• pilot fuel oil injection valve (if independent from main fuel injection valves);
  • pilot fuel oil pump.

The EIAPP certification of the converted engine is to be carried out on a case by case basis.

The safety concept of the converted engine has to be issued by the engine manufacturer.

Exhaust systems of engines

The exhaust system of engines is to be equipped with explosion relief devices sufficiently dimensioned to prevent excessive pressure in case of explosion of unburnt gas in the system.

For single engine dual fuel propulsion plants, the explosion relief device is to be a self-closing spring-loaded valve that would allow operation of the engine on liquid fuel after an explosion in the exhaust duct of the engine.

A ventilation system is to be provided for flushing the complete exhaust system before starting the engine.

Consequences of the gas conversion on the EEDI index of the ship

Major conversion

The possible consequences on EEDI of the conversion of a ship to gas operation are to be analysed. Such a conversion should be considered as a major conversion with respect to MARPOL Annex VI, regulation 2.24.5,which reads as follows:

“Major Conversion” means in relation to chapter 4 of this Annex a conversion of a ship:[…] or 5 which substantially alters the energy efficiency of the ship and includes any modifications that could cause the ship to exceed the applicable required EEDI as set out in regulation 21.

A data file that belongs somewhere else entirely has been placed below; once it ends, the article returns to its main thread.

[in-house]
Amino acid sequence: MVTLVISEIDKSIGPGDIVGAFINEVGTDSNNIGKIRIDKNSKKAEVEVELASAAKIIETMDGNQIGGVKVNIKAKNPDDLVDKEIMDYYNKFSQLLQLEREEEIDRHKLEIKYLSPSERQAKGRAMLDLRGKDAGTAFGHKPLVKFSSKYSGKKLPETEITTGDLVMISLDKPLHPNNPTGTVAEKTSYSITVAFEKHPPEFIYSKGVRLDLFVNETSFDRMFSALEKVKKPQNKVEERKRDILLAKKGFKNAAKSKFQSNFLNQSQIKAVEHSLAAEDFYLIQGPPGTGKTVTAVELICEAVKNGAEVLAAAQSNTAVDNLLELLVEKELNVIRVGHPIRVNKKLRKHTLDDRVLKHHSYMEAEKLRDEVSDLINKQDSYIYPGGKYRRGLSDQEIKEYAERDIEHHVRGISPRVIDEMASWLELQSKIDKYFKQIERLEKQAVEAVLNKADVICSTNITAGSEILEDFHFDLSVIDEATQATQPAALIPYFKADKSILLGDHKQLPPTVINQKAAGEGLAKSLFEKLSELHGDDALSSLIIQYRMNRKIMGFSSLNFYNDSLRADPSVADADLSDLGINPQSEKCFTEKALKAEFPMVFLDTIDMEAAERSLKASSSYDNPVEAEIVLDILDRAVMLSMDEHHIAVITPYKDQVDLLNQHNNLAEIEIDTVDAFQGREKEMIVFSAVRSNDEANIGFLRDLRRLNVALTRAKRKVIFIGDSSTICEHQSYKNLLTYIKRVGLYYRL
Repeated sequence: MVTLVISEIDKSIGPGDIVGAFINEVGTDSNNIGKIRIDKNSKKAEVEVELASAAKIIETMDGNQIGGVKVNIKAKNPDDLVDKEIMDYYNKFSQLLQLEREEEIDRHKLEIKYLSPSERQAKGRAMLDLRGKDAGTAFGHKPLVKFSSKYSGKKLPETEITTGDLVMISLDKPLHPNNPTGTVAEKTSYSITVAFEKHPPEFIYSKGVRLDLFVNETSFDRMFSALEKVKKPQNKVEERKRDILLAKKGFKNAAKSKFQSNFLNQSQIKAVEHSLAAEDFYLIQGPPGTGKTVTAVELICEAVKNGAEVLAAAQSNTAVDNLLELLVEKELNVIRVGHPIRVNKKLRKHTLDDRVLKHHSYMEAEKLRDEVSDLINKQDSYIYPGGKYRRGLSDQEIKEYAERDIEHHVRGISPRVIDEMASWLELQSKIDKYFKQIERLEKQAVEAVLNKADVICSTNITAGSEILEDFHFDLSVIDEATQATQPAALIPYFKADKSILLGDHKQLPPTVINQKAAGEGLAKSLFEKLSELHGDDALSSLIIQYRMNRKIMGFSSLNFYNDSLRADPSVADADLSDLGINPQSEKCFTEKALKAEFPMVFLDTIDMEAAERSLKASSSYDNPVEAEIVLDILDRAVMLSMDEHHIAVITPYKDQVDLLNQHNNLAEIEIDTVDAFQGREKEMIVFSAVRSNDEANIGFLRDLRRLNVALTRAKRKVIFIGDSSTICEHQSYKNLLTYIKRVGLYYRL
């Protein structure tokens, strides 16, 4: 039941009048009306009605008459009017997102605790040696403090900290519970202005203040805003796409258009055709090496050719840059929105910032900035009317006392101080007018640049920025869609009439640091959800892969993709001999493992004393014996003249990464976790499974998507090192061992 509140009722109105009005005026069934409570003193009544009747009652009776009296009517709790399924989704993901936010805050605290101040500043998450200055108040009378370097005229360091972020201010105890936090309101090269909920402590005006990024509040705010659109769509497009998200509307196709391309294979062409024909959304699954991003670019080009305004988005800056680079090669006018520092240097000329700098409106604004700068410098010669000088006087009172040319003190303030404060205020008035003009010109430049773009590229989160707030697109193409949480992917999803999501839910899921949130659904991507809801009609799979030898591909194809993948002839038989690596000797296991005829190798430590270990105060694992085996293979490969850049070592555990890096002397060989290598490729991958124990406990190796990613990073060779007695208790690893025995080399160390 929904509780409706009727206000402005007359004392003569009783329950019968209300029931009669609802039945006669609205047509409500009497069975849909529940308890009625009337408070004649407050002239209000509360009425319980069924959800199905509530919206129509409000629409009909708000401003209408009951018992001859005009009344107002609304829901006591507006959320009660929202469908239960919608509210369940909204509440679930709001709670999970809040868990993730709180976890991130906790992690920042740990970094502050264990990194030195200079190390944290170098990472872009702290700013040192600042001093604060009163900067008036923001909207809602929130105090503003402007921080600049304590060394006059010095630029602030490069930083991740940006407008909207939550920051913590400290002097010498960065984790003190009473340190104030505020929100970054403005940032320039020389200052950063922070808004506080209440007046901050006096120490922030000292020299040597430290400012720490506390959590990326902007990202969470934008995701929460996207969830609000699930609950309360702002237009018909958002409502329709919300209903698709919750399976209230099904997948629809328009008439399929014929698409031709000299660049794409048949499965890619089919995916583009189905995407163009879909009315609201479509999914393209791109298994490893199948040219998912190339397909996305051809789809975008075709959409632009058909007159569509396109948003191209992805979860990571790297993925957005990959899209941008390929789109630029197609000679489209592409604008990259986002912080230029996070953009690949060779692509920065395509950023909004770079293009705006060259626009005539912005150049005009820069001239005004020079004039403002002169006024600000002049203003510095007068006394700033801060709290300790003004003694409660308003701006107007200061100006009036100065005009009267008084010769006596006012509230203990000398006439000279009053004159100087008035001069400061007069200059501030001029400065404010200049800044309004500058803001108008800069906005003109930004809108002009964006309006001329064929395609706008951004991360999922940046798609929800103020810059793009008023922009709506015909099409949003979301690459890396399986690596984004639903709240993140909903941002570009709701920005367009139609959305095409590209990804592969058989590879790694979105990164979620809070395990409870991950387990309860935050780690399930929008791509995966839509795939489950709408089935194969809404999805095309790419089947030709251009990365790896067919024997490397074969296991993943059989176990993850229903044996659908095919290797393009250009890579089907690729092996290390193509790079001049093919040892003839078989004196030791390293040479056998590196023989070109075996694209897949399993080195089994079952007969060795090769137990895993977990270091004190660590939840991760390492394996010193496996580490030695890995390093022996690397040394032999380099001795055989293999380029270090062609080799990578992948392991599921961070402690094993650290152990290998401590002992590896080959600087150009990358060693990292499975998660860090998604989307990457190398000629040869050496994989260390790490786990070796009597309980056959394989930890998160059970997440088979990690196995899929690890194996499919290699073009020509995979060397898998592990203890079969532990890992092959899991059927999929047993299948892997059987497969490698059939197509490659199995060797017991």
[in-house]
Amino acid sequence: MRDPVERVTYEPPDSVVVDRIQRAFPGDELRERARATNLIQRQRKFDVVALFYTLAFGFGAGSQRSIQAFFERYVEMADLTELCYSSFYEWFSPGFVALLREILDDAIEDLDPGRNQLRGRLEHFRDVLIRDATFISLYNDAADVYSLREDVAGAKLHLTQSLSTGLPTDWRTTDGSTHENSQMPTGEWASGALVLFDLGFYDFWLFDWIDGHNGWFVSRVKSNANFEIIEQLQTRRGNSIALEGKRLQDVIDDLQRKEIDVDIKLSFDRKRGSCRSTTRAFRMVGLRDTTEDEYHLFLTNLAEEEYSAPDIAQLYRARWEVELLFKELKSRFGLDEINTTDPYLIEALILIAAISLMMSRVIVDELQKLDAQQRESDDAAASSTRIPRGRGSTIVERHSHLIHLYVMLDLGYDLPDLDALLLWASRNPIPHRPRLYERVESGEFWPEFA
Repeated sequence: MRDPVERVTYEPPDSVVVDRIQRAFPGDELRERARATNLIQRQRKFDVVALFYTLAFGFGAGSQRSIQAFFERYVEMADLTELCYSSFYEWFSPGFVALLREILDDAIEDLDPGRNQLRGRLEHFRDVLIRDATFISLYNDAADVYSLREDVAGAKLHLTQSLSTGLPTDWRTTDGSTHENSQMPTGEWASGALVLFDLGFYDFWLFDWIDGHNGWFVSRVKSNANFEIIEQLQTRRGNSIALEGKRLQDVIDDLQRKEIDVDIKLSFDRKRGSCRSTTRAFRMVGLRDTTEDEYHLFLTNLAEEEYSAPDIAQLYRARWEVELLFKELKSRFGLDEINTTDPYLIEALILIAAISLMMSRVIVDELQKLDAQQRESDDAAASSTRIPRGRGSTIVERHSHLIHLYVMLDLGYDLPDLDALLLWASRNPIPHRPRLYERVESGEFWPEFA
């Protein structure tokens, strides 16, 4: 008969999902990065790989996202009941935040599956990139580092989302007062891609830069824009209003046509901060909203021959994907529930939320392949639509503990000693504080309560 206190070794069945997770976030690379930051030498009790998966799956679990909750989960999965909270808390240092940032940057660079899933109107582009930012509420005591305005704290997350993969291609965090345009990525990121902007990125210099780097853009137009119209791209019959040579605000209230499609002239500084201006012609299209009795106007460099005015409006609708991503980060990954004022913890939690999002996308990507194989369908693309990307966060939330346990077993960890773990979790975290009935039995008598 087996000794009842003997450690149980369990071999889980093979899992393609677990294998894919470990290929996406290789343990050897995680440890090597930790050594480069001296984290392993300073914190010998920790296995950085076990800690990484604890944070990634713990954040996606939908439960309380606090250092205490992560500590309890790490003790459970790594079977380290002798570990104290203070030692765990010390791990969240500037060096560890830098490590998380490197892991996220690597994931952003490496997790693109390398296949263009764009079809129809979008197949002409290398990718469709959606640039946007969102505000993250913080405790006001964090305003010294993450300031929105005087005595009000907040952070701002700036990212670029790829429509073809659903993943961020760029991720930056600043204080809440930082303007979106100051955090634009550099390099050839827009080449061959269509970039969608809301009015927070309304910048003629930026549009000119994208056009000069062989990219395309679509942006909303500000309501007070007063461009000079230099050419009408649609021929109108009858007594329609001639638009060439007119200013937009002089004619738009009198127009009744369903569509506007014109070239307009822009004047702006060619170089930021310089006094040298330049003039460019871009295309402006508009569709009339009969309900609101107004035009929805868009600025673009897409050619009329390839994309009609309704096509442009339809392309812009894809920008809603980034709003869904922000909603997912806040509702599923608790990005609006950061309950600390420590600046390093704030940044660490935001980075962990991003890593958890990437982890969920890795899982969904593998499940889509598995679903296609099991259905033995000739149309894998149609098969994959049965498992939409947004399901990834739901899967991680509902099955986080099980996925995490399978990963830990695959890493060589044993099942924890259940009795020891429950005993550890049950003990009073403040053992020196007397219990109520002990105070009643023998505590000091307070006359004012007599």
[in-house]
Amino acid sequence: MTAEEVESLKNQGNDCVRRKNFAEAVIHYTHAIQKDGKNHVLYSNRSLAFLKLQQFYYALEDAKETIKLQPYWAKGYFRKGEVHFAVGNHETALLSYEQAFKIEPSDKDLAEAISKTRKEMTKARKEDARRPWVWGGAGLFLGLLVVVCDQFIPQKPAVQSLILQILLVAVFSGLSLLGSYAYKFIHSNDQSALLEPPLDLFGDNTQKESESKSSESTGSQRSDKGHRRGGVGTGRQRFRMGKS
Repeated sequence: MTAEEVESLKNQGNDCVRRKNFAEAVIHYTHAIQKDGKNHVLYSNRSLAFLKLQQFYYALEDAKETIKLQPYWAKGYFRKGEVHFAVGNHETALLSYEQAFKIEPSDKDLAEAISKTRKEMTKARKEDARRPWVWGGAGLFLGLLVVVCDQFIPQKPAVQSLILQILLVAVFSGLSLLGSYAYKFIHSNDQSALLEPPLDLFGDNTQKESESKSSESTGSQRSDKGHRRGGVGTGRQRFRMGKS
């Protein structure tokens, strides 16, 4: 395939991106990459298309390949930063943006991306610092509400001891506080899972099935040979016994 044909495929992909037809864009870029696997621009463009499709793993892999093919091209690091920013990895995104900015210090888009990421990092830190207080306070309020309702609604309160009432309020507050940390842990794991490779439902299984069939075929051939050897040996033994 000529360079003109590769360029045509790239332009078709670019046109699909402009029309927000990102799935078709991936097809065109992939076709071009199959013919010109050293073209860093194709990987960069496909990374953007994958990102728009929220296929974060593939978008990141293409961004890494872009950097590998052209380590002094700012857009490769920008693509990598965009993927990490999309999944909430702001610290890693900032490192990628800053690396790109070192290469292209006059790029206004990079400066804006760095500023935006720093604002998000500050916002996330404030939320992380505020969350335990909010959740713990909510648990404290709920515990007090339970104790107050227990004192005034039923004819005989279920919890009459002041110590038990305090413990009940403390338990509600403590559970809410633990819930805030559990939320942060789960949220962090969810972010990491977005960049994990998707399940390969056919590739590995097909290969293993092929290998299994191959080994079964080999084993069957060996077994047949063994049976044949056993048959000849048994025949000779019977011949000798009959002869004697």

Impact of the gas conversion of the ship

The following aspects at least should be considered to evaluate the impact of the gas-conversion of the ship on the attained EEDI:

1 Additional weight resulting from the LNG conversion (in particular LNG tanks and related structural modifications) and consequences on the ship capacity, as defined in Annex to Resolution MEPC.245(66), reg. 2.3

2 Specific energy consumption of the LNG-converted engine (gas and liquid fuel). It should be noted that the specific energy consumption of low pressure DF engines may be higher than that of the standard Diesel version of the engine.

3 Value of the CF factor Regarding the value of the CF factor to be used in the calculation of the attained EEDI of ships fitted with dual fuel engines, the attention is drawn to the criteria in Resolution MEPC.254(67) 2014 “Guidelines on Survey and Certification of the Energy Efficiency Design Index(EEDI)”, reg. 4.2.3. The CF factor for gas may be used subject to:

  • final decision of the Administration;
  • gas energy stored onboard ≥ 50 % of the total energy (gas + fuel) stored onboard.

Depending on the arrangements that will be adopted for the actual gas-conversion of the ship, compliance with the requirements of “Impact of the gas conversion of the ship” may result in an increase of attained EEDI and the gas-conversion of the ship should then be considered as a “major conversion”.

It is therefore advisable to evaluate the expected value of the attained EEDI of the ship on the basis of the extent of the intended modifications, before starting the gas-conversion work.